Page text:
Though the data often get overlooked, statistics prove that women are just as likely to suffer from heart problems as men. The expert team at Arizona Heart Arrhythmia Associates is dedicated to improving access to cardiac care for women and promoting a better understanding of women's heart health. To benefit from their experience, call one of their seven convenient locations in Phoenix, Avondale, Tempe, Chandler, Sun City, Dewey, or Prescott Valley, Arizona, to schedule a consultation or book an appointment online today.
Women's heart health is an important issue because many women are unaware that cardiovascular disease isn’t just a problem for men — in fact, it's a common cause of death in women as well.
Heart disease is a risk for women of all ages. Women's heart health focuses on the reasons why you might develop heart disease and the different ways in which women experience symptoms of heart problems.
Leading heart disease risk factors in men, such as high blood pressure, high cholesterol, and obesity, present similar risks in women. However, some potential risk factors seem to be more significant in women, for example:
These examples are all things that increase a man's chances of developing heart disease, but clinical research indicates they pose a higher degree of risk to women.
A woman's likelihood of developing cardiovascular disease can also rise if they have a complicated pregnancy, as well as the low levels of estrogen in her body after menopause.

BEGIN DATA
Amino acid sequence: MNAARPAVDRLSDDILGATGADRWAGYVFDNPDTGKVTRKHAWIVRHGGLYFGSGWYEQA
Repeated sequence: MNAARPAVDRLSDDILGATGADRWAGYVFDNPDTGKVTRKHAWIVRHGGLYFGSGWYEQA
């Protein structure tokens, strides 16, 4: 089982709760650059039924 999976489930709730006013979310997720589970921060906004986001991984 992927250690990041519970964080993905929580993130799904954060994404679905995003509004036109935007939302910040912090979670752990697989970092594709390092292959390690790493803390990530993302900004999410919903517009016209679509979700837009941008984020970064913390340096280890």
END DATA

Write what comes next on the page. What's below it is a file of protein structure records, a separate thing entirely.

Heart disease symptoms can differ quite surprisingly between men and women. For instance, most people know that a primary heart attack symptom is severe chest pain. However, this mainly applies to men; women might feel little or no chest pain when having a heart attack.
Symptoms that are likely to be worse when a woman has a heart attack include:
Women might also have more pain in their shoulder, neck, jaw, upper back, or abdomen than men.
There are several possible reasons why symptoms of heart problems are different for women, such as:
Women are at greater risk of having coronary microvascular disease, in which the smaller arteries become obstructed as well as the main ones.
Women are also more likely than men to have symptoms of heart problems when they're sleeping or resting.
Emotional stress seems to be more likely to trigger heart attacks in women.
The myth that heart disease is mainly a problem for men persists, even though both sexes are equally likely to suffer a heart attack. Many women don't consider that their symptoms could be heart-related, so they don't seek medical attention soon enough.
The expert cardiologists at Arizona Heart Arrhythmia Associates understand the problems women face with their heart health and aim to improve outcomes for women with heart disease. You should visit them if you have any symptoms of a heart condition and attend regular cardiac checkups even if you feel fine.
To arrange a consultation, call your nearest Arizona Heart Arrhythmia Associates office today or book an appointment online.